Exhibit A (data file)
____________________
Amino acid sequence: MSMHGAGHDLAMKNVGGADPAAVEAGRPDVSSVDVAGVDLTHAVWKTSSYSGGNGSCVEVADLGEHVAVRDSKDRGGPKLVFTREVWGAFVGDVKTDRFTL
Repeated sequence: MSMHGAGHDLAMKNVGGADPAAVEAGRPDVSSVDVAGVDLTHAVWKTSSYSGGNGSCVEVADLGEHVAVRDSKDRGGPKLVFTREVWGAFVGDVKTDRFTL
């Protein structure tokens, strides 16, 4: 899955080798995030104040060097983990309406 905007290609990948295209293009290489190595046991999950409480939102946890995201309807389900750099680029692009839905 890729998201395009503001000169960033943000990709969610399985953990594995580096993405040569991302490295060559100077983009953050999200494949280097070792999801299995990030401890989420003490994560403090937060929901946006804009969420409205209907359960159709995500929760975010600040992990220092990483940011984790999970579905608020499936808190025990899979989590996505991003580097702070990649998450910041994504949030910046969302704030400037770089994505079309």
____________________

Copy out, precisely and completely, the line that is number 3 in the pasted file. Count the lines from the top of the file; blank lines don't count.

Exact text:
């Protein structure tokens, strides 16, 4: 899955080798995030104040060097983990309406 905007290609990948295209293009290489190595046991999950409480939102946890995201309807389900750099680029692009839905 890729998201395009503001000169960033943000990709969610399985953990594995580096993405040569991302490295060559100077983009953050999200494949280097070792999801299995990030401890989420003490994560403090937060929901946006804009969420409205209907359960159709995500929760975010600040992990220092990483940011984790999970579905608020499936808190025990899979989590996505991003580097702070990649998450910041994504949030910046969302704030400037770089994505079309």